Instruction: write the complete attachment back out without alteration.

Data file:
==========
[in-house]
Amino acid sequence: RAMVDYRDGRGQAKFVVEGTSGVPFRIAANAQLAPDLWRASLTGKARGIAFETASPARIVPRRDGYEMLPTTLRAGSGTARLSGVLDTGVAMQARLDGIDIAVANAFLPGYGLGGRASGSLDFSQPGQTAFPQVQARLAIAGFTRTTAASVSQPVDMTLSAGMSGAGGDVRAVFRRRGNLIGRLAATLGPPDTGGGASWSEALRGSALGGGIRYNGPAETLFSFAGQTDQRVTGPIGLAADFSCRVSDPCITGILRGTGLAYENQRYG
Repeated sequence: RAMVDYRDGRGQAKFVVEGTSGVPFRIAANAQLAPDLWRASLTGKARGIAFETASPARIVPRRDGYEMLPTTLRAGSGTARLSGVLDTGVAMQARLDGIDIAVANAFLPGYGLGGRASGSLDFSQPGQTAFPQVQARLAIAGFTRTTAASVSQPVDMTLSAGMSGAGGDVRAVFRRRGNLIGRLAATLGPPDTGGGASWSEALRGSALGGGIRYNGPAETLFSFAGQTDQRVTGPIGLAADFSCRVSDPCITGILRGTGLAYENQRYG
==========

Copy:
[in-house]
Amino acid sequence: RAMVDYRDGRGQAKFVVEGTSGVPFRIAANAQLAPDLWRASLTGKARGIAFETASPARIVPRRDGYEMLPTTLRAGSGTARLSGVLDTGVAMQARLDGIDIAVANAFLPGYGLGGRASGSLDFSQPGQTAFPQVQARLAIAGFTRTTAASVSQPVDMTLSAGMSGAGGDVRAVFRRRGNLIGRLAATLGPPDTGGGASWSEALRGSALGGGIRYNGPAETLFSFAGQTDQRVTGPIGLAADFSCRVSDPCITGILRGTGLAYENQRYG
Repeated sequence: RAMVDYRDGRGQAKFVVEGTSGVPFRIAANAQLAPDLWRASLTGKARGIAFETASPARIVPRRDGYEMLPTTLRAGSGTARLSGVLDTGVAMQARLDGIDIAVANAFLPGYGLGGRASGSLDFSQPGQTAFPQVQARLAIAGFTRTTAASVSQPVDMTLSAGMSGAGGDVRAVFRRRGNLIGRLAATLGPPDTGGGASWSEALRGSALGGGIRYNGPAETLFSFAGQTDQRVTGPIGLAADFSCRVSDPCITGILRGTGLAYENQRYG